European Commission v Google; Alleged Discrimination by a Dominant Firm
On 15 April 2015, the European Commission (EC) sent a Statement of Objections (preliminary statement of case) to Google alleging the company has abused its dominant position in the markets for general internet search services in the EU. The EC has also formally opened a separate antitrust investigation into Google’s conduct as regards the mobile operating system Android.
On the search side, the allegation is that Google has been systematically favouring its own comparison shopping product (Google Shopping) in its general search results pages. The case therefore essentially concerns whether a dominant firm is entitled to discriminate in favour of services it provides in a separate market.
On the Android side, the EC will assess whether Google has illegally hindered the development and market access of rival mobile operating systems and apps/services. The concern is that it has done this by requiring or incentivising smartphone and tablet manufacturers to exclusively pre-install Google’s own apps/services, by preventing smartphone and tablet manufacturers from developing and marketing modified and potentially competing versions of Android (so-called “Android forks”) and by >tying or bundling certain Google apps/services distributed on Android devices with other Google apps/services.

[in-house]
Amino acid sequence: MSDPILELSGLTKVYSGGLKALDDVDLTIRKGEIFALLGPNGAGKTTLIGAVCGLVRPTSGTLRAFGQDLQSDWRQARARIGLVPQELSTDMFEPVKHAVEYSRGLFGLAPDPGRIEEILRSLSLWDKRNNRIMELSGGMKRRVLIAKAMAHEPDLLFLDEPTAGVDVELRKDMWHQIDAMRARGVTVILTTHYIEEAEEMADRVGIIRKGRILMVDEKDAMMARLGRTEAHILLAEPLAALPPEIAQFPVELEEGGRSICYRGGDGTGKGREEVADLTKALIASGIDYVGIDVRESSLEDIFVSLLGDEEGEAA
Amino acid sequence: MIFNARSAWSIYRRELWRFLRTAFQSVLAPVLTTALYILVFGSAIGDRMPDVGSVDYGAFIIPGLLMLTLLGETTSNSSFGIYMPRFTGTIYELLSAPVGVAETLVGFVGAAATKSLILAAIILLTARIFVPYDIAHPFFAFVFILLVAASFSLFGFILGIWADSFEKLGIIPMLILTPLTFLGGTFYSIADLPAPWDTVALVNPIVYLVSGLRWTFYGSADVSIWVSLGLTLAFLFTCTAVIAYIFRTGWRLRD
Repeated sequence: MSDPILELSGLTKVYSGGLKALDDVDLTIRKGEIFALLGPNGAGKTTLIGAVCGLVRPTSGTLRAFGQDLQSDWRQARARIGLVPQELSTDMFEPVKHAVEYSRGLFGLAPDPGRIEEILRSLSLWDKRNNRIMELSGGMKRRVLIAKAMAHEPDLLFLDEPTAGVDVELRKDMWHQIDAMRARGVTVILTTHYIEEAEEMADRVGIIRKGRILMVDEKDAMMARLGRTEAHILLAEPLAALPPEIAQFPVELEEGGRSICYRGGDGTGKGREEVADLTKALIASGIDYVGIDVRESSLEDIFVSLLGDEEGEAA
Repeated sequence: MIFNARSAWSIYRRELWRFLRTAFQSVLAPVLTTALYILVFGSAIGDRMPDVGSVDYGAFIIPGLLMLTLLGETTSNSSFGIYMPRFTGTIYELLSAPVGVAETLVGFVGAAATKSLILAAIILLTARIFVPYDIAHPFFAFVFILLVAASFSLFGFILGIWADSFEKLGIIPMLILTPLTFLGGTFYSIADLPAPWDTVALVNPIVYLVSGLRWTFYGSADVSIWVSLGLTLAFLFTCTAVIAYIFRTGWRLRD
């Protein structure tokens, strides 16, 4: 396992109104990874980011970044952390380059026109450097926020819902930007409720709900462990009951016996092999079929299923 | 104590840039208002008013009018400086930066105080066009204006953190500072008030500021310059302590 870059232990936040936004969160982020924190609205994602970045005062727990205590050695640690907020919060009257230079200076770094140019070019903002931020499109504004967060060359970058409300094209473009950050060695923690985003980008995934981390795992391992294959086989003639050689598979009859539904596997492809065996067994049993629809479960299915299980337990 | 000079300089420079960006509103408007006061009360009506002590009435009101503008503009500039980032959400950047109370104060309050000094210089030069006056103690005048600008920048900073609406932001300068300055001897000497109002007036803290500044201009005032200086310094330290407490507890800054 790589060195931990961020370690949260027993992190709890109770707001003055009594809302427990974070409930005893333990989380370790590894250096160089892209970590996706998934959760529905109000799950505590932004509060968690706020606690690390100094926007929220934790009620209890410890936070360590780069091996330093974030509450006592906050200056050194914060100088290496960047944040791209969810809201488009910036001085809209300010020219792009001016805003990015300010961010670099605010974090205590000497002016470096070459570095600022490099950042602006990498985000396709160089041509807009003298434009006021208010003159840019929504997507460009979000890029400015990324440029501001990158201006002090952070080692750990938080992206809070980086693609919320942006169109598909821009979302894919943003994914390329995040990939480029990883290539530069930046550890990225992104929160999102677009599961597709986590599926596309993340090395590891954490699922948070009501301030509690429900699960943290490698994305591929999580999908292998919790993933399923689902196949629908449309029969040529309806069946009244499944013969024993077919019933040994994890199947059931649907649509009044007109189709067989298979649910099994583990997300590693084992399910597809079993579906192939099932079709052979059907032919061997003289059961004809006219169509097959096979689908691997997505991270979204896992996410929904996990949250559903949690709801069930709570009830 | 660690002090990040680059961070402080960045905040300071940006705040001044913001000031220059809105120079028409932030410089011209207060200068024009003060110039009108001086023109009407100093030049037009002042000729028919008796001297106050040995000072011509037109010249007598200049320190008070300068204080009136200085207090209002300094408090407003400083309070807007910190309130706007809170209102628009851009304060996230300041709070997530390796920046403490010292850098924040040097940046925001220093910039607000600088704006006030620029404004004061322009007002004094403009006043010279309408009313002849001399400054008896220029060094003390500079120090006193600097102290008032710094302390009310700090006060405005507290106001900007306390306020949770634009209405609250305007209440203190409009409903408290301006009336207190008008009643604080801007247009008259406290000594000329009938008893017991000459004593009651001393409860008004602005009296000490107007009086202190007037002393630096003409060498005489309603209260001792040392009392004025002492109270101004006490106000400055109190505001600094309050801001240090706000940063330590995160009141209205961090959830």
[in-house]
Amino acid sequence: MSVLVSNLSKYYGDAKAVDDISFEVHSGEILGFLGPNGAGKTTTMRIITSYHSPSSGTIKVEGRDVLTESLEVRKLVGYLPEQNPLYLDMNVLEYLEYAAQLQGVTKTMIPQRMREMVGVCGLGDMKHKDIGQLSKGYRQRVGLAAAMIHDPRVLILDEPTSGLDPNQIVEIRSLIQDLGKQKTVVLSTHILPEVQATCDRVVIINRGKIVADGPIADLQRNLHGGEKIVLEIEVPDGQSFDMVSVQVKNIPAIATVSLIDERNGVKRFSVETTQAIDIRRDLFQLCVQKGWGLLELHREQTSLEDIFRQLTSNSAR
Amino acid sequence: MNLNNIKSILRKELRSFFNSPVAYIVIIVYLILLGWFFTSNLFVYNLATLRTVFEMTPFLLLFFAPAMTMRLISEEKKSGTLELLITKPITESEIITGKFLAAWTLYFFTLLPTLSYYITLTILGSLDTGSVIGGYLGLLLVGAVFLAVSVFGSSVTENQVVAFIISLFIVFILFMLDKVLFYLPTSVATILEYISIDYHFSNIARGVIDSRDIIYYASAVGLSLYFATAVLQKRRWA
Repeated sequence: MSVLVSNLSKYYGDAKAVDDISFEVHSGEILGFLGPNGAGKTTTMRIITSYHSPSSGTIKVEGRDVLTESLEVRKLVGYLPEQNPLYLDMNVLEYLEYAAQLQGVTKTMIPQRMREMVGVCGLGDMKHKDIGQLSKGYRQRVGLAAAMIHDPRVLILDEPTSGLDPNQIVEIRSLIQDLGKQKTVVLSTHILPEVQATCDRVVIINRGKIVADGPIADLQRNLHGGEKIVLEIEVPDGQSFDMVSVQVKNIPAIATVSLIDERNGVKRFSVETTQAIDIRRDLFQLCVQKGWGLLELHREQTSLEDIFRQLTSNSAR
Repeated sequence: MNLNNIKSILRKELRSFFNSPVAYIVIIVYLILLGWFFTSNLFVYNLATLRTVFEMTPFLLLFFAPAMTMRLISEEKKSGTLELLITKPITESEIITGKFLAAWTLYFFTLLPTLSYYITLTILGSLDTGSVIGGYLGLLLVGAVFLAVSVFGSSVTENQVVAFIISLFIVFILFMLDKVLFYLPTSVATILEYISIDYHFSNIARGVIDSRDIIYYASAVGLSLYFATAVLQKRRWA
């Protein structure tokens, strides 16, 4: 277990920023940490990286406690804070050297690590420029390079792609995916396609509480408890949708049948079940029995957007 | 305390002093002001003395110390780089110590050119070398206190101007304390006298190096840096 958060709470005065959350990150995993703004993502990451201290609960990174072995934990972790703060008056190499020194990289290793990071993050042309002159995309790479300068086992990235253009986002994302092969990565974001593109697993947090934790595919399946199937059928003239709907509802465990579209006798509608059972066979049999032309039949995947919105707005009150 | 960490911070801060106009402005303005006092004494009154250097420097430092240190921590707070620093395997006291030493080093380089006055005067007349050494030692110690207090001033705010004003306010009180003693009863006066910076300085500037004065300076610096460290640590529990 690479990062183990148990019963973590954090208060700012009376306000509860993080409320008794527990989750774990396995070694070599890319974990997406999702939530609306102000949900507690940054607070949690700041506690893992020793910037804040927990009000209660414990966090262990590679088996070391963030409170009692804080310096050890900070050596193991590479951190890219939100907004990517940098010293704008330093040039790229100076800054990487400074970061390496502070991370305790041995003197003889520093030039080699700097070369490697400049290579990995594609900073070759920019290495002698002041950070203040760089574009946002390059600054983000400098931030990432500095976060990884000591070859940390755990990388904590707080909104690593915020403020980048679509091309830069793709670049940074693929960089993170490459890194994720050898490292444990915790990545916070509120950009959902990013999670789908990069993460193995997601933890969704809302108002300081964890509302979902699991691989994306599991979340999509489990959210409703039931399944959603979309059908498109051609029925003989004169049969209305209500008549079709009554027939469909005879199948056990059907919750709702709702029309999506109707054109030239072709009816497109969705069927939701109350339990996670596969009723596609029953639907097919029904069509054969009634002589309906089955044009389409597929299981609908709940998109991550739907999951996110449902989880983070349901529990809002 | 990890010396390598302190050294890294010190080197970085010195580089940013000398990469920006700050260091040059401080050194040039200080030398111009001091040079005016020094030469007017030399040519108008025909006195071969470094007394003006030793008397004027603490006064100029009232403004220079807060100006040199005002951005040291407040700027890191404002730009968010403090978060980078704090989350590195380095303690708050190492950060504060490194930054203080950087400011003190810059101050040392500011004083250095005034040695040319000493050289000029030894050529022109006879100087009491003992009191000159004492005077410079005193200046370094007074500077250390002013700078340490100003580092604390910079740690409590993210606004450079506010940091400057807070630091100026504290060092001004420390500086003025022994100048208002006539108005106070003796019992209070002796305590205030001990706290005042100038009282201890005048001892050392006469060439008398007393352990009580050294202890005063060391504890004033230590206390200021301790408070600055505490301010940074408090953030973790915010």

While not entirely novel, the search case in particular raises difficult legal issues. In any event, competitors of dominant providers in other online or in offline industries now have more ammunition to use when those providers seek to favour their own separate services or discriminate against competitors of those services. This is arguably the case even absent any foreclosure of those rivals.
European Commission v Russia (Gazprom); Alleged Market Partitioning, Unfair Pricing and Leveraging by a Dominant Firm
On 22 April 2015, the EC sent a Statement of Objections to Gazprom alleging several abuses of its dominant market position in the EU. This is clearly a highly politicised case and one which shows that the EC is willing to take action against any potentially anti-competitive activities which have an effect in the EU, regardless of the nationality or ownership of the company involved.